Iraq: church destroyed by arsonists

 St George's Assyrian Church in the Dora district Baghdad, was completely destroyed by a firebomb last week. It was already badly damaged from a bombing in October 2004. Dr Keith Roderick of Christian Solidarity International said: "The bombing of St George's Church should leave no doubt in anyone's mind that a process of ethnic cleansing has begun. "Unfortunately, the United States has put very little pressure on the Iraqi government to establish, as guaranteed by provisions in the Iraqi constitution, an autonomous federal unit of self governance and security for these minorities," he added. The attack is the latest in a series of measures by Islamic militants aimed at forcing Christians to leave Iraq. More than 27 churches have been attacked. Rev Roderick said: "There are estimates that nearly 50 percent of the Christians of Iraq have been forced to flee into exile, It is lamentable that the international community and the US have not treated this terrible human dilemma with an urgent response." Peter BetBason of the Assyrian International News Agency (AINA) reported that al-Qaida has moved into the Dora neighbourhood and started to force Christian families to pay protection money if they wish to stay. BetBason reports that a Sunni insurgent governing council dominated by al-Qaida, recently appointed a local imam, Hatym al-Rizeq, as its "prince" for the al-Dora neighbourhood. He began demanding that Christian Assyrians pay the protection tax last month. "Christians in Iraq are on their way to extinction, cut off from the country's political process," said Fr Bashar Warda, newly-appointed rector of the St Peter Major Seminary, which was recently moved from Baghdad to Ankawa in Iraqi Kurdistan for security reasons. When asked why nothing had been done since the liberation to protect Iraqi Christians, Father Warda blamed "the indifference of Iraqi leaders. They do not consider us as belonging to this nation." He said that other Iraqi groups take advantage of Christians "because we have no outside support or our own militia. They know that all we can do is make appeals and complain. Politicians act convinced that our community is bound to disappear in a few years." Christian Solidarity International estimates that 100,000 Assyrian Christians have fled Iraq for Jordan, where the government refuses to grant them refugee status and has closed church schools because they are "teaching Christianity." Many more have fled for Syria. In 1987, the Christian population of Iraq was 1.4 million, Roderick said. "Today it is estimated to be between 600,000 and 800,000." Source: IRNews/CSW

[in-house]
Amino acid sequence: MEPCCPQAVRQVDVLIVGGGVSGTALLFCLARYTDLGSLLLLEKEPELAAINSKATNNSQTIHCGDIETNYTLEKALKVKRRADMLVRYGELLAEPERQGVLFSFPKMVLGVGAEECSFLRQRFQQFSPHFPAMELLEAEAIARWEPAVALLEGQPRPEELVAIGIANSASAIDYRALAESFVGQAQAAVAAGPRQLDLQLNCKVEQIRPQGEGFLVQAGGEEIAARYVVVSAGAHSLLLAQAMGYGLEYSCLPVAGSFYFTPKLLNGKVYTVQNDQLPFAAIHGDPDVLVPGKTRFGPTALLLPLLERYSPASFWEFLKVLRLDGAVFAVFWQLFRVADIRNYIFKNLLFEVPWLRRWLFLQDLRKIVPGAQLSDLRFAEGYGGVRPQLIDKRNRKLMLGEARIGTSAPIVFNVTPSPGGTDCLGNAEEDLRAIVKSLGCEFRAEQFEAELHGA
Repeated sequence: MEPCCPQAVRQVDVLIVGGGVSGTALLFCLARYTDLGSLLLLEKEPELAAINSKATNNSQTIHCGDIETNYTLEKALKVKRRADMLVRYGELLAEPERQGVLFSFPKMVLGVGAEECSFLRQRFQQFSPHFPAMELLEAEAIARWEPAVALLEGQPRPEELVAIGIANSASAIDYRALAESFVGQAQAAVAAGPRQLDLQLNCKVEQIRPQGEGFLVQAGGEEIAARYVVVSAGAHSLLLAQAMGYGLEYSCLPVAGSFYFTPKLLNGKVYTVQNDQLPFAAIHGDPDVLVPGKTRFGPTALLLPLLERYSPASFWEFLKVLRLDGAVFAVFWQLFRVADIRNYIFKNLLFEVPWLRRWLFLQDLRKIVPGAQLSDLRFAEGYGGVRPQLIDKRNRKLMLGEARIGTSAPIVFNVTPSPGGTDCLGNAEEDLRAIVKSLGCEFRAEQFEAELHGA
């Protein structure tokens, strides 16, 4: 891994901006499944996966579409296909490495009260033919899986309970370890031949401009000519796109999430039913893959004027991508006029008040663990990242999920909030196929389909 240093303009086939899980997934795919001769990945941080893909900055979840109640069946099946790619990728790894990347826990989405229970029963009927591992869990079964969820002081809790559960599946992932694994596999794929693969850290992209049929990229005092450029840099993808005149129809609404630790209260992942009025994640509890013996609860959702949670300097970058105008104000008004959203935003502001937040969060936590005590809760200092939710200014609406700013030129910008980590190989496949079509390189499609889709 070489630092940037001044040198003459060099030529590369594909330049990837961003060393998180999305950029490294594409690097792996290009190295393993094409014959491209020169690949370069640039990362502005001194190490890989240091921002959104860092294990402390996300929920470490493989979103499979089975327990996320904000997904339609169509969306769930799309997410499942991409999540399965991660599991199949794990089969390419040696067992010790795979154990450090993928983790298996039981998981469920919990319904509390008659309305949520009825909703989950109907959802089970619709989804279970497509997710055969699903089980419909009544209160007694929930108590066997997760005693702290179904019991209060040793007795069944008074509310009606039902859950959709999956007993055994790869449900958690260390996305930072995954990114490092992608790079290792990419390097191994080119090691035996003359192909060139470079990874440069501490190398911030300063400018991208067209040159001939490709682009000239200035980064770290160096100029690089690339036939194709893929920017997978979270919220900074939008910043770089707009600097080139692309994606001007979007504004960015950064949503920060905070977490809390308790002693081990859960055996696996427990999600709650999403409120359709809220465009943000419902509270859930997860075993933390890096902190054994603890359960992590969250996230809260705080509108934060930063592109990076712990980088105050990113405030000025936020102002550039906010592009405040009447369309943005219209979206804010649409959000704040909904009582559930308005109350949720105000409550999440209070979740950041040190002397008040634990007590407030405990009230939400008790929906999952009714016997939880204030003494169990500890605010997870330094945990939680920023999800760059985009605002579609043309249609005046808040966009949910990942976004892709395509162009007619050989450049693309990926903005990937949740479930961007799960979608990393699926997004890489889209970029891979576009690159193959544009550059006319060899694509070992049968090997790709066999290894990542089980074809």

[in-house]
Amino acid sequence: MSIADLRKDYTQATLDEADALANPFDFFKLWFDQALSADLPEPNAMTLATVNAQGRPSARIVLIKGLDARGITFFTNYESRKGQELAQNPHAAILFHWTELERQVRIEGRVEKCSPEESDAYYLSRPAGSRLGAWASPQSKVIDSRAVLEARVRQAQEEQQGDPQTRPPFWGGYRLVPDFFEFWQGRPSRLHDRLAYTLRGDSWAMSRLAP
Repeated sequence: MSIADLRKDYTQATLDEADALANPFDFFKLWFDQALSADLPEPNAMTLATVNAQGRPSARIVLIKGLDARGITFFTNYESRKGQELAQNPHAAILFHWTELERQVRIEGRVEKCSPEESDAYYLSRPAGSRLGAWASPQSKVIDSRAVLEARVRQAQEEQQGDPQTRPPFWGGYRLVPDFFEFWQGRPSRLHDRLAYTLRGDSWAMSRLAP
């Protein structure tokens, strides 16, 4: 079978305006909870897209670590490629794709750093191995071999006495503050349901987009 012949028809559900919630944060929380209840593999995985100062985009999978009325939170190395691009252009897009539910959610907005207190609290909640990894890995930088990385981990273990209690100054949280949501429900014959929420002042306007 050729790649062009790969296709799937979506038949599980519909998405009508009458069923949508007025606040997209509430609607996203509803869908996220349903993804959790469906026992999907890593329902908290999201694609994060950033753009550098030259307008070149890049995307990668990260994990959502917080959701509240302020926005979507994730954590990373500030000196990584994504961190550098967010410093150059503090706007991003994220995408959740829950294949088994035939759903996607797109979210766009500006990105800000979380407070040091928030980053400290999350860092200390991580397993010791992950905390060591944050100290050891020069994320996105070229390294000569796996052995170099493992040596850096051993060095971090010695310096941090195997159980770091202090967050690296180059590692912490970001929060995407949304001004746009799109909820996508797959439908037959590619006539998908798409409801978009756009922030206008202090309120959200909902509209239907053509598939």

Share this story